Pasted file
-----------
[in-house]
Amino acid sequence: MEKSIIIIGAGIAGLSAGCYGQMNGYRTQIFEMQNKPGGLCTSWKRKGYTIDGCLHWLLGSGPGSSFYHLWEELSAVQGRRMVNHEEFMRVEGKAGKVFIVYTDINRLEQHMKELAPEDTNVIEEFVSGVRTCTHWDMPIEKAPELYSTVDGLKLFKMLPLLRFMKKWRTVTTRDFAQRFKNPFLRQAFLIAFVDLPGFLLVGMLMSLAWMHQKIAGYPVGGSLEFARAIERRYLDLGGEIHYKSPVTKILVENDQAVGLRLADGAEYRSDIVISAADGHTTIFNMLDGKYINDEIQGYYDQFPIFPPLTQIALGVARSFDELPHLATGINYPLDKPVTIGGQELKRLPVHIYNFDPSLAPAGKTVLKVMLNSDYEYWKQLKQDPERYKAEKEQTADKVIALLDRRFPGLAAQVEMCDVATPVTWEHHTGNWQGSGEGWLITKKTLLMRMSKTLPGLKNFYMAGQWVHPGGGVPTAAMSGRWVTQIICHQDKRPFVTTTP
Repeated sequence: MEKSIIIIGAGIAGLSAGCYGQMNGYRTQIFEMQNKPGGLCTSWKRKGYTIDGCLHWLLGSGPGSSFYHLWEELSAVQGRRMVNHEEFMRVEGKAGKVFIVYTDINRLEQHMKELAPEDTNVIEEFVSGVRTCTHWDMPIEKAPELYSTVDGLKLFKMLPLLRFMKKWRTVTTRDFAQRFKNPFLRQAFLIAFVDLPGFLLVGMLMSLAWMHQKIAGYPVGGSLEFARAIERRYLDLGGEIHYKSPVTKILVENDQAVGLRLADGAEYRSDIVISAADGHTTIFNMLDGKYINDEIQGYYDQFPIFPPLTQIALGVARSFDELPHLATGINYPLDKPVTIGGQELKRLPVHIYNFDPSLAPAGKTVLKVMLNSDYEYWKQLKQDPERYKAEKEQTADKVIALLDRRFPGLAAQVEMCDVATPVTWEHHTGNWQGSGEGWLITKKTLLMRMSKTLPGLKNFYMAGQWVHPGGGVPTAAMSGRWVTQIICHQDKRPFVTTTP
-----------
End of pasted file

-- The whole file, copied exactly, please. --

[in-house]
Amino acid sequence: MEKSIIIIGAGIAGLSAGCYGQMNGYRTQIFEMQNKPGGLCTSWKRKGYTIDGCLHWLLGSGPGSSFYHLWEELSAVQGRRMVNHEEFMRVEGKAGKVFIVYTDINRLEQHMKELAPEDTNVIEEFVSGVRTCTHWDMPIEKAPELYSTVDGLKLFKMLPLLRFMKKWRTVTTRDFAQRFKNPFLRQAFLIAFVDLPGFLLVGMLMSLAWMHQKIAGYPVGGSLEFARAIERRYLDLGGEIHYKSPVTKILVENDQAVGLRLADGAEYRSDIVISAADGHTTIFNMLDGKYINDEIQGYYDQFPIFPPLTQIALGVARSFDELPHLATGINYPLDKPVTIGGQELKRLPVHIYNFDPSLAPAGKTVLKVMLNSDYEYWKQLKQDPERYKAEKEQTADKVIALLDRRFPGLAAQVEMCDVATPVTWEHHTGNWQGSGEGWLITKKTLLMRMSKTLPGLKNFYMAGQWVHPGGGVPTAAMSGRWVTQIICHQDKRPFVTTTP
Repeated sequence: MEKSIIIIGAGIAGLSAGCYGQMNGYRTQIFEMQNKPGGLCTSWKRKGYTIDGCLHWLLGSGPGSSFYHLWEELSAVQGRRMVNHEEFMRVEGKAGKVFIVYTDINRLEQHMKELAPEDTNVIEEFVSGVRTCTHWDMPIEKAPELYSTVDGLKLFKMLPLLRFMKKWRTVTTRDFAQRFKNPFLRQAFLIAFVDLPGFLLVGMLMSLAWMHQKIAGYPVGGSLEFARAIERRYLDLGGEIHYKSPVTKILVENDQAVGLRLADGAEYRSDIVISAADGHTTIFNMLDGKYINDEIQGYYDQFPIFPPLTQIALGVARSFDELPHLATGINYPLDKPVTIGGQELKRLPVHIYNFDPSLAPAGKTVLKVMLNSDYEYWKQLKQDPERYKAEKEQTADKVIALLDRRFPGLAAQVEMCDVATPVTWEHHTGNWQGSGEGWLITKKTLLMRMSKTLPGLKNFYMAGQWVHPGGGVPTAAMSGRWVTQIICHQDKRPFVTTTP